"The Scroll” is another bizarre ditty written by Mcbain and Cameron.  Mcbain provides us with that Middle Eastern guitar rock and Cameron’s laid back vocals, accompanied by a backing vocal that has been sped up and sounds like Alvin & The Chipmunks, which again shows Wellwater Conspiracy's playfulness.  The last song is the noise ridden "Keppy's Lament" with guitar, organ and drum noises showering this last song in true weird WWC style.

Wellwater Conspiracy released one more album after this which was a lot more polished than its predecessors and lacking in that wacked out WWC vibe but it had its moments.  They also made a national TV appearance on the David Letterman show in 2003,
so the question remains.....Why wasn't WWC a big band??

Maybe because it was always seen as a side project by its party's involved, by the time WWC's second album was released Matt Cameron was a full time member of Pearl Jam, so being in one of the biggest bands in the world and finding time to be a full time member of another band is a tough gig.  Nonetheless, during the time period when WWC were making albums, they were offering another side to the so called Stoner Rock genre that didn't have to be all about down tuned guitars and songs about muscle cars and weed, they proved you can lighten up and still rock hard and be super creative in the process.  Perhaps that’s why they were a little over looked, not just by the mainstream, but by the genre of music they were supposedly born into.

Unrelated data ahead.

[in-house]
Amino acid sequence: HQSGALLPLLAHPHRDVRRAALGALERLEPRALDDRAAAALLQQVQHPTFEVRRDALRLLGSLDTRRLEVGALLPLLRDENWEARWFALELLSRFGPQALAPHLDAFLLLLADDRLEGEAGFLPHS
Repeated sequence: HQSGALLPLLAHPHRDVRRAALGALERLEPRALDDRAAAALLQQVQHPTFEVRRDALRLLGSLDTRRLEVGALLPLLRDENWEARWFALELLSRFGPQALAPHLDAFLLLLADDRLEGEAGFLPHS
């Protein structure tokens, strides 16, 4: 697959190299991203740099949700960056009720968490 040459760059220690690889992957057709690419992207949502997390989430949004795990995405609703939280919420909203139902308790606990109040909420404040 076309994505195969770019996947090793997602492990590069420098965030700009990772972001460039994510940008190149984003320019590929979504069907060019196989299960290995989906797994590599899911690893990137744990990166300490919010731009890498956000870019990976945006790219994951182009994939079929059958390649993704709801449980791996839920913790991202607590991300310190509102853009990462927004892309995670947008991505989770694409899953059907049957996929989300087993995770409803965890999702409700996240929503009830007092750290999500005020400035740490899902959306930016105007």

Josh Homme once told an interviewer the reasons why he didn't like the term stoner Rock, was because it was too restricted, he said it excluded bands like Wellwater Conspiracy even though they held the same ideals as bands like QOTSA, Monster Magnet, Acid King and High On Fire.  In many ways WWC can be seen as a predecessor to QOTSA, maybe Homme got the idea of guest musicians playing and swapping instruments from WWC, after all, Cameron and Mcbain helped QOTSA get of off the ground back in the late 1990's.

It is doubtful WWC will be making any new records in the near future with Matt Cameron reunited with Soundgarden and still the full time drum master for Pearl Jam.  John Mcbain has remained pretty quiet since WWC, he did do a splendid solo record in 2007-08 that was all instrumental and briefly joined The Freeks, but not a lot since then.

This is a classic for the so called Stoner/psych genre that has been overlooked, it shows another side to a genre that can step off the gas and indulge in the more bizarre aspects of its kind, without having to worry about the more aggressive nature of the genres mainstays.

With the Stoner/psych/doom movement in fever pitch in the underground at the moment, this album will be a different pill to swallow.....Even though it’s from the same batch!

Words and recommendation by : David Michael Oglesby



Album Details :

The Scroll and Its Combinations is the third album by Wellwater Conspiracy. It was released on May 22, 2001, through TVT Records. This was a CD only release. 

“The Scroll and Its Combinations” track list

1). Tidepool Telegraph 05:01
2). I Got Nightmares 02:17
3). C Myself And Eye 04:04
4). Tick Tock 3 O'clock 01:46
5). What Becomes Of The Clock 04:08
6). Felicity's Surprise 03:42
7). Now, Invisibly 02:38
8). Of Dreams 03:36
9). Brotherhood Of Electric 03:32
10). The Scroll 03:43
11). Keppy's Lament 02:36